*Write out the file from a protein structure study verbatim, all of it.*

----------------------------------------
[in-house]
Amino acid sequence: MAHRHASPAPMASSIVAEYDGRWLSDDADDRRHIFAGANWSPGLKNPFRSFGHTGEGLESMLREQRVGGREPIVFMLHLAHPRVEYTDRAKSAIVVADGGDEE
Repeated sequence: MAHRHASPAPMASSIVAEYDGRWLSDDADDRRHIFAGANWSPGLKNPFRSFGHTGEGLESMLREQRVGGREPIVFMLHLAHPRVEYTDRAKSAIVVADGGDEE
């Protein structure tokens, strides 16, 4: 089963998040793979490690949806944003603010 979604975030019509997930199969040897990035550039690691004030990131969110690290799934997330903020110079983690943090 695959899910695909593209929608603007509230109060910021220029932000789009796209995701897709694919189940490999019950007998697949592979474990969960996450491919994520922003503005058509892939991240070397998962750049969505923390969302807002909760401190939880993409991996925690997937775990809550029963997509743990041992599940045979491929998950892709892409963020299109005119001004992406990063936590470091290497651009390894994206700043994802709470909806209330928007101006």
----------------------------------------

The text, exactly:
[in-house]
Amino acid sequence: MAHRHASPAPMASSIVAEYDGRWLSDDADDRRHIFAGANWSPGLKNPFRSFGHTGEGLESMLREQRVGGREPIVFMLHLAHPRVEYTDRAKSAIVVADGGDEE
Repeated sequence: MAHRHASPAPMASSIVAEYDGRWLSDDADDRRHIFAGANWSPGLKNPFRSFGHTGEGLESMLREQRVGGREPIVFMLHLAHPRVEYTDRAKSAIVVADGGDEE
């Protein structure tokens, strides 16, 4: 089963998040793979490690949806944003603010 979604975030019509997930199969040897990035550039690691004030990131969110690290799934997330903020110079983690943090 695959899910695909593209929608603007509230109060910021220029932000789009796209995701897709694919189940490999019950007998697949592979474990969960996450491919994520922003503005058509892939991240070397998962750049969505923390969302807002909760401190939880993409991996925690997937775990809550029963997509743990041992599940045979491929998950892709892409963020299109005119001004992406990063936590470091290497651009390894994206700043994802709470909806209330928007101006």